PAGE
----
Iron Man, as a movie, is good. Heck, I'd even say it's great. But what made it the phenomenon that it was is Downey. He took what could have been another Daredevil or Ghost Rider and made it bigger than X-Men. That is no easy feat, and while it's a feat I'm not happy about, it's a feat I can appreciate. After that, there was no doubt he would turn Sherlock Holmes – a property I deemed too old and boring to become a blockbuster – into another amazing action movie. If he could do it to Iron Man, he could do it to anything. With the help of director Guy Ritchie (who I cannot praise enough for his resume), Jude Law (who I have HATED since he had an affair with a nanny and now completely forgive), and Rachel McAdams (to know her is to love her without question), Sherlock Holmes was transformed from the unbearable books I was forced to read in middle school to a big screen epic. It was amazing the first time I saw it, and has only gotten better with each additional viewing. If it weren't for Avatar, Sherlock Holmes would surely have become the biggest movie of the holiday season. Because of Avatar, it must sit at third behind that abomination of a Squeakquel.
(500) Days of Summer (2009)
It's nice when winter holiday movies perform like unstoppable summer blockbusters. In 2008, the biggest holiday movie was Marley and Me with just under $150 million. It was a nice, quiet winter that year, with the focus of time spent on family instead of ticket lines and popcorn refills. In 2009, both Sherlock Holmes and Alvin 2's Pesky Squeakquel made more than that. As you may have heard, there was also Avatar, which pretty much made as more money as every movie released over winter 2008 combined. That's the joy of the box office, its inconsistent and unpredictable nature. It's also fun to be an analyst when small independent movies break into the mainstream and become major successes in their own right. One such 2009 release was (500) Days of Summer.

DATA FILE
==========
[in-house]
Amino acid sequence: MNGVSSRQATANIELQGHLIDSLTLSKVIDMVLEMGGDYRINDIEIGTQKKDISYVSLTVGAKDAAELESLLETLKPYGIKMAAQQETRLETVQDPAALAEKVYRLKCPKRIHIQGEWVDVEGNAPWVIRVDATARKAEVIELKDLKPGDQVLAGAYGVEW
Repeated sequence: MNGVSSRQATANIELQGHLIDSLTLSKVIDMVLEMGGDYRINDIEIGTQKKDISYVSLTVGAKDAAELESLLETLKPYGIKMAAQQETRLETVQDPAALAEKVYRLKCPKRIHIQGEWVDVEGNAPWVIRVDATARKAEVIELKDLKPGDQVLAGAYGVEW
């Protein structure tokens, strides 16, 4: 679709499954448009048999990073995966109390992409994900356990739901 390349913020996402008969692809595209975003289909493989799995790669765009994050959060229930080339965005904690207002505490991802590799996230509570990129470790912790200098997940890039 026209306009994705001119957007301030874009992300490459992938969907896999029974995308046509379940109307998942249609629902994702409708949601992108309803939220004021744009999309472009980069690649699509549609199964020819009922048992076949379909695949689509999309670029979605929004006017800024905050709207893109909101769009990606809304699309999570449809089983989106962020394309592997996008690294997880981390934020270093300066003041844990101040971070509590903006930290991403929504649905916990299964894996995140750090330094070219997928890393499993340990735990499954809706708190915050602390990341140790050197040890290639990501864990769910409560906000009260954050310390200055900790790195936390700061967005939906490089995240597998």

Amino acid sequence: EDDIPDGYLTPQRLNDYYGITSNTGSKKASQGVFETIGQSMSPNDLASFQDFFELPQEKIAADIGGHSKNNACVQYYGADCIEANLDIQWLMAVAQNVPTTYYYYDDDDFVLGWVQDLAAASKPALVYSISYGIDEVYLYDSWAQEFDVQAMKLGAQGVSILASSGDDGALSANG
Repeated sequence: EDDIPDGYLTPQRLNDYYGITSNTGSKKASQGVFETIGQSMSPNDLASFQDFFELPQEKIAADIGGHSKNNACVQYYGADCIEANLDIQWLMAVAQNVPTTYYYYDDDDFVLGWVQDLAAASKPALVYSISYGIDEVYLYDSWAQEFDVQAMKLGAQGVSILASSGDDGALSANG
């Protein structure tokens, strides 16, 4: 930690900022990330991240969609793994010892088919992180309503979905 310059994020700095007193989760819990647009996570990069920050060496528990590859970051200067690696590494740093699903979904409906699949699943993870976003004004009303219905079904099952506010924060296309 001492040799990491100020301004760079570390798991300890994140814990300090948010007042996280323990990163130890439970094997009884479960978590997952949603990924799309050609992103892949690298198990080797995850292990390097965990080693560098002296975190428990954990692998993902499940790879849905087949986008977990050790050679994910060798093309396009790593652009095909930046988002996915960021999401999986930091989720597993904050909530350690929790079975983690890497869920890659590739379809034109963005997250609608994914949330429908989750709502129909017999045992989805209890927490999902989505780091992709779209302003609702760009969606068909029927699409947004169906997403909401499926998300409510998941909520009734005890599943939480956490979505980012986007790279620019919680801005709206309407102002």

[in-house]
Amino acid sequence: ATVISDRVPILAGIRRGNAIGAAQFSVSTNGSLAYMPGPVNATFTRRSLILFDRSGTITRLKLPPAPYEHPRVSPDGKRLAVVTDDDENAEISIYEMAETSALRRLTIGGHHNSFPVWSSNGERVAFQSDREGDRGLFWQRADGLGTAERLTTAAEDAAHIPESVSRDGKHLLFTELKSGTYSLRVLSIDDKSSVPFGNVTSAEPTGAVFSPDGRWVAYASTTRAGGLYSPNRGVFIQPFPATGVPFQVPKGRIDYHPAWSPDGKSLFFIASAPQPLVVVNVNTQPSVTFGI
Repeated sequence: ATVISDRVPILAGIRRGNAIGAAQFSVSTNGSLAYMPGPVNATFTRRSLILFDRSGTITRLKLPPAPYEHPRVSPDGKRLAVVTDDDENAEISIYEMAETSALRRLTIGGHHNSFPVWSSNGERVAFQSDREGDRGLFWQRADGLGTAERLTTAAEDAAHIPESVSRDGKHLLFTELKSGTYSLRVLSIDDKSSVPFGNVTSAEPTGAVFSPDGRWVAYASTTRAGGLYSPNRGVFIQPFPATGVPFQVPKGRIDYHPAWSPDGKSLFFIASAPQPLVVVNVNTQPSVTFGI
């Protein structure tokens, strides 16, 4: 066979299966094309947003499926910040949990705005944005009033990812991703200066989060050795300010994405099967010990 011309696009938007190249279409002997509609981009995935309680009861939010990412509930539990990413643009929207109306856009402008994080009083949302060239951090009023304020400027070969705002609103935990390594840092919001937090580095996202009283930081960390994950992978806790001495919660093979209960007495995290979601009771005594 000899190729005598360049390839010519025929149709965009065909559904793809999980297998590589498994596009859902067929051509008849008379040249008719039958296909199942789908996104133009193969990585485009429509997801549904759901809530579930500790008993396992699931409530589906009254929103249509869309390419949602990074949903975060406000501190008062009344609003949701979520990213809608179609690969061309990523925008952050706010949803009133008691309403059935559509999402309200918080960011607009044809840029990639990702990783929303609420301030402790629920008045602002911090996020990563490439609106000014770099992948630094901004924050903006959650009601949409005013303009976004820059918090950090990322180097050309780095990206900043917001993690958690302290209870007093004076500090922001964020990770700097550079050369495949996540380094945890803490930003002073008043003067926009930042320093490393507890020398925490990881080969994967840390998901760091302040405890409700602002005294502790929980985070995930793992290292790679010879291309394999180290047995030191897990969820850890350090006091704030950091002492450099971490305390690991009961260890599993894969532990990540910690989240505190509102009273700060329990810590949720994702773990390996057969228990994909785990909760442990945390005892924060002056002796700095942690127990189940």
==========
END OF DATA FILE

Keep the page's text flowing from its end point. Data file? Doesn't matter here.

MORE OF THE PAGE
While the unpredictable nature of the box office is what gives me something to talk about, it's not always what I WANT to talk about. What I want to talk about is good things happening to good people, which is why I hate talking about the amazing success of douche bag James Cameron's Avatar. (500) Days of Summer gives me that ability, so here is what I have to say: Zooey Deschanel is a goddess. Reviews for this anti-love story were glowing from the second it was released, all the way up until it left theaters many, many weeks later. Some movies are built on the back of stellar buzz and this was one of them. Stars Joseph Gordon-Levitt and Deschanel play two coworkers that fall in and out of love over the course of 500 days. It is not told in sequential order, which makes it all the more gripping. The writing and story are wonderful, and the story is told and paced very well. At the center of all this perfection is Deschanel, the queen of indie cinema and a ray of light in any release she appears in. She's the only reason to see Elf, The Happening or Yes Man, and though (500) Days of Summer stands high on its own two feet, it's all the better because of her presence.